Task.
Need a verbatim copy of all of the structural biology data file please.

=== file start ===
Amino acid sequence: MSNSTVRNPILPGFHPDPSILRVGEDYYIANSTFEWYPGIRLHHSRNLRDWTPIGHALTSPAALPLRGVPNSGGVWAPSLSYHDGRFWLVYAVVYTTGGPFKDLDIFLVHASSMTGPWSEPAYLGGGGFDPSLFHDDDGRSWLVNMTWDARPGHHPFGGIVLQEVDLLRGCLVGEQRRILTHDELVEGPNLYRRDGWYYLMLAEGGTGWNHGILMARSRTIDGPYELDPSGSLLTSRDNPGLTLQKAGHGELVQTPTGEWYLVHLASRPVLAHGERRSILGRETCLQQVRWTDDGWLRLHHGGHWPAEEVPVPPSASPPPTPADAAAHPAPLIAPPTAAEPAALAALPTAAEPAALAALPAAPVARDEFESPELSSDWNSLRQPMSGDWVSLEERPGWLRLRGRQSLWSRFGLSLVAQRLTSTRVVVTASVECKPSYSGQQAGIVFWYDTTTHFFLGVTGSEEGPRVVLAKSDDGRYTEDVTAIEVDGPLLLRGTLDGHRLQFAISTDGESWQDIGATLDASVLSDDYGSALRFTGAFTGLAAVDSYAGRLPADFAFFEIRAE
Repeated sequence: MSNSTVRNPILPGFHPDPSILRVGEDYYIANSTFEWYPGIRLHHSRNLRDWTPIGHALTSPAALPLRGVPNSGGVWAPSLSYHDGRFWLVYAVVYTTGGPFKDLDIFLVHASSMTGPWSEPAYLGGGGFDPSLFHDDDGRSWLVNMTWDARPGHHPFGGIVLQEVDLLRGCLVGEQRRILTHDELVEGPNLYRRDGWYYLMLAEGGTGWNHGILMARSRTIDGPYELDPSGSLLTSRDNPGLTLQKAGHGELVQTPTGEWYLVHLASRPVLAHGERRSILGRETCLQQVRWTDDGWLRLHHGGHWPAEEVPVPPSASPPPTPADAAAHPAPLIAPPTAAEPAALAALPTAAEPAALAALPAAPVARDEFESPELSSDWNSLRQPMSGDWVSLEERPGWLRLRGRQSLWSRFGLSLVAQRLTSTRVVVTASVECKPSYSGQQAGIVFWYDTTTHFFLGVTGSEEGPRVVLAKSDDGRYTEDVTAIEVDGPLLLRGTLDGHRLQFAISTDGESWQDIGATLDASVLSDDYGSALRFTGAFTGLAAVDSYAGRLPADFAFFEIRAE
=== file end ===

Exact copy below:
Amino acid sequence: MSNSTVRNPILPGFHPDPSILRVGEDYYIANSTFEWYPGIRLHHSRNLRDWTPIGHALTSPAALPLRGVPNSGGVWAPSLSYHDGRFWLVYAVVYTTGGPFKDLDIFLVHASSMTGPWSEPAYLGGGGFDPSLFHDDDGRSWLVNMTWDARPGHHPFGGIVLQEVDLLRGCLVGEQRRILTHDELVEGPNLYRRDGWYYLMLAEGGTGWNHGILMARSRTIDGPYELDPSGSLLTSRDNPGLTLQKAGHGELVQTPTGEWYLVHLASRPVLAHGERRSILGRETCLQQVRWTDDGWLRLHHGGHWPAEEVPVPPSASPPPTPADAAAHPAPLIAPPTAAEPAALAALPTAAEPAALAALPAAPVARDEFESPELSSDWNSLRQPMSGDWVSLEERPGWLRLRGRQSLWSRFGLSLVAQRLTSTRVVVTASVECKPSYSGQQAGIVFWYDTTTHFFLGVTGSEEGPRVVLAKSDDGRYTEDVTAIEVDGPLLLRGTLDGHRLQFAISTDGESWQDIGATLDASVLSDDYGSALRFTGAFTGLAAVDSYAGRLPADFAFFEIRAE
Repeated sequence: MSNSTVRNPILPGFHPDPSILRVGEDYYIANSTFEWYPGIRLHHSRNLRDWTPIGHALTSPAALPLRGVPNSGGVWAPSLSYHDGRFWLVYAVVYTTGGPFKDLDIFLVHASSMTGPWSEPAYLGGGGFDPSLFHDDDGRSWLVNMTWDARPGHHPFGGIVLQEVDLLRGCLVGEQRRILTHDELVEGPNLYRRDGWYYLMLAEGGTGWNHGILMARSRTIDGPYELDPSGSLLTSRDNPGLTLQKAGHGELVQTPTGEWYLVHLASRPVLAHGERRSILGRETCLQQVRWTDDGWLRLHHGGHWPAEEVPVPPSASPPPTPADAAAHPAPLIAPPTAAEPAALAALPTAAEPAALAALPAAPVARDEFESPELSSDWNSLRQPMSGDWVSLEERPGWLRLRGRQSLWSRFGLSLVAQRLTSTRVVVTASVECKPSYSGQQAGIVFWYDTTTHFFLGVTGSEEGPRVVLAKSDDGRYTEDVTAIEVDGPLLLRGTLDGHRLQFAISTDGESWQDIGATLDASVLSDDYGSALRFTGAFTGLAAVDSYAGRLPADFAFFEIRAE